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a picture of sickle cell disease

Sickle cell disease is an autosomal recessive genetic disorder, predominantly affecting African-American individuals, that causes deformity of the red blood cells.  These deformed red blood cells get stuck in and block off the capillaries (the smallest blood vessels), thus preventing adequate blood flow (and therefore oxygen) from reaching the tissues of the body.  This blockage of small blood vessels is what causes the characteristic pain associated with sickle cell disease.  

We’ve all heard of sickle cell disease, but what is really going on?  What does it look like?  Here are some electron microscope pictures demonstrating the actual difference between normal red blood cells and sickle red blood cells:


The difference in the shape of the cells is clear and quite stunning!


4 Responses to “a picture of sickle cell disease”

  1. 1

    Shouldn’t you really be saying that this disease affects African peoples and to a lesser extent, native Meditteranean residents?

    Good photo

  2. 2

    In the United States, sickle cell disease predominantly affects African-Americans and Hispanics to a lesser extent (approximately one order of magnitude less prevalence). Worldwide, sickle cell disease is most prevalent in the those of African decent. Your comment piqued my interest in the worldwide prevalence of sickle cell disease so I searched for it all over (e.g. pubmed and WHO) but could not find any exact numbers. However, I strongly suspect that the prevalence of sickle cell disease in those of mediterranean descent is considerably lower than that of people of African descent. The prevalence of sickle cell disease is well characterized in persons of African descent–according to the World Health Organization up to 1 in 50 in some African countries and approx. 1 in 400 in the U.S. However, all reports of sickle cell disease in persons of mediterranean descent I have seen are case series of ~50 to 100 patients. If you find a good reference for sickle cell disease in the mediterranean people, please let me know.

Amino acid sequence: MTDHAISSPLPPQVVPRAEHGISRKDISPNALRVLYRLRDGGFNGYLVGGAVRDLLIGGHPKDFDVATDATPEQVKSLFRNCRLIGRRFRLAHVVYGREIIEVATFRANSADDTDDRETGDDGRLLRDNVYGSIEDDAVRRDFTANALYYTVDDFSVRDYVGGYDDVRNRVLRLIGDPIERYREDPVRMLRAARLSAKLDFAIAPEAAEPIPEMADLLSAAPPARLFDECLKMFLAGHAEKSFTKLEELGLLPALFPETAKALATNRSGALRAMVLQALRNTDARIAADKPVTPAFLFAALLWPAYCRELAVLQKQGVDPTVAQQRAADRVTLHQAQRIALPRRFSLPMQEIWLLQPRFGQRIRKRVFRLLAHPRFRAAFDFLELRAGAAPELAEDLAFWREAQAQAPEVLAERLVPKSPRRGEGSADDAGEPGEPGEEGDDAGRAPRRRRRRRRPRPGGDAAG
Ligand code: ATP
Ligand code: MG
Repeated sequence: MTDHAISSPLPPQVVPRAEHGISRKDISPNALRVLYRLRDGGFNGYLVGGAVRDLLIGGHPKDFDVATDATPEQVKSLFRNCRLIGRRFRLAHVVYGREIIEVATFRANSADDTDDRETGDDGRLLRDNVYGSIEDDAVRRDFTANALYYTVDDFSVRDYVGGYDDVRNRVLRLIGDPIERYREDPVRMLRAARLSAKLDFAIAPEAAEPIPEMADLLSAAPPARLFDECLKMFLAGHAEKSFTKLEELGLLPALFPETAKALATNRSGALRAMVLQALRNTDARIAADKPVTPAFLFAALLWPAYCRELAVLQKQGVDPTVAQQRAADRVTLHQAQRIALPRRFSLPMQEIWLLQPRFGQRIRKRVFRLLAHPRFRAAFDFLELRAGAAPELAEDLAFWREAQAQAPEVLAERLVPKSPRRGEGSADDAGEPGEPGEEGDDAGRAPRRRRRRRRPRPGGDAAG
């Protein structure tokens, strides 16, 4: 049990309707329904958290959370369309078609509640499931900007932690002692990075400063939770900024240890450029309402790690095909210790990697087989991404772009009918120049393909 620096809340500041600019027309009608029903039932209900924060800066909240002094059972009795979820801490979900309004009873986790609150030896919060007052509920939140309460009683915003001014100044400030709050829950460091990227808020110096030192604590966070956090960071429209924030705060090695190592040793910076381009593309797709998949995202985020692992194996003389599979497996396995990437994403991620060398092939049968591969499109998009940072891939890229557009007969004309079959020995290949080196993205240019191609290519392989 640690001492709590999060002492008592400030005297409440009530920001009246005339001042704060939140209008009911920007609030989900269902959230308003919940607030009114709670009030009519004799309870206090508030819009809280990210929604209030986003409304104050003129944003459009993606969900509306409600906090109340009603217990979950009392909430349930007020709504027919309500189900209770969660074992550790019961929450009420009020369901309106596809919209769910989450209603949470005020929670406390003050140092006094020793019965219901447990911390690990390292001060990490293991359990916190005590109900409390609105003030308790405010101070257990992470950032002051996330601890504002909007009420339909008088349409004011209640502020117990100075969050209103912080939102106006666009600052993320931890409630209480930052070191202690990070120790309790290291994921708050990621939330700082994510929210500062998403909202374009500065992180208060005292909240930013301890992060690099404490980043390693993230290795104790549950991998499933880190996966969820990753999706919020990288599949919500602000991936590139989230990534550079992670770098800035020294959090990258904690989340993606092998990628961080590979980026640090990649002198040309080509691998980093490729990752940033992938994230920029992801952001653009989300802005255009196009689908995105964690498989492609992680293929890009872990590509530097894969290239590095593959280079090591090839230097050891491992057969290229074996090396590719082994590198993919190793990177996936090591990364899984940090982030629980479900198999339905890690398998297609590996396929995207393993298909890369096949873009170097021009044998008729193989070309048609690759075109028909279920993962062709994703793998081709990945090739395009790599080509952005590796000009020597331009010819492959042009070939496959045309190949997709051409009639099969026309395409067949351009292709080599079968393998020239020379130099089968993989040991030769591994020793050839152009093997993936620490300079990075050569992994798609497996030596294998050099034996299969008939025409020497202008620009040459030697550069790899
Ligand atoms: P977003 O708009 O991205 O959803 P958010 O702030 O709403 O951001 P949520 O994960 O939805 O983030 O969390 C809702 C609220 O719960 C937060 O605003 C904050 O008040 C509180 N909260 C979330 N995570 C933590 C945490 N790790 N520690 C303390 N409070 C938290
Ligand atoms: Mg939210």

Also, yes–I agree, the pictures are pretty cool!!! Thanks!!!

  3. 3

    The point I am making is that, globally Africans (i.e. those in Africa rather than the Americas) are most susceptible to this disease, numerically speaking. The reason you won’t find exact numbers is that, like malaria, it is a ‘neglected’ disease and as such data is not as readily available. Your citation of WHO data proves my point clearly: “…predominantly affecting African-American individuals…” is mis-leading. The total numbers of Africans in only some states (maybe west Africa alone?) with sickle cell disease is likely to be greater than the whole of USA!

    I mention Meditteranean people only in term of geographic vicinity.

  4. 4

    Numbers aren’t well known in the white population but as I mentioned the epidemiology has been relatively well tracked in Africans (and in the U.S., African-Americans and Hispanics). Here is a WHO document I looked at:
    Moreover, sickle cell disease isn’t an issue of susceptibility. It’s a recessive genetic trait–and actually, yesterday I saw one large scale study in the US from 2000 that actually noted a sickle cell carrier frequency of ~2 orders of magnitude lower in whites compared to African Americans, so you can imagine then how much more rare the disease would be in whites.
    I agree with you that much more can be done in understanding sickle cell disease. As you mentioned, the prevalence of SCD is amazing in some areas of West Africa.
    I don’t think I’ve read this much about sickle cell disease since maybe first year of medical school–7 years ago!

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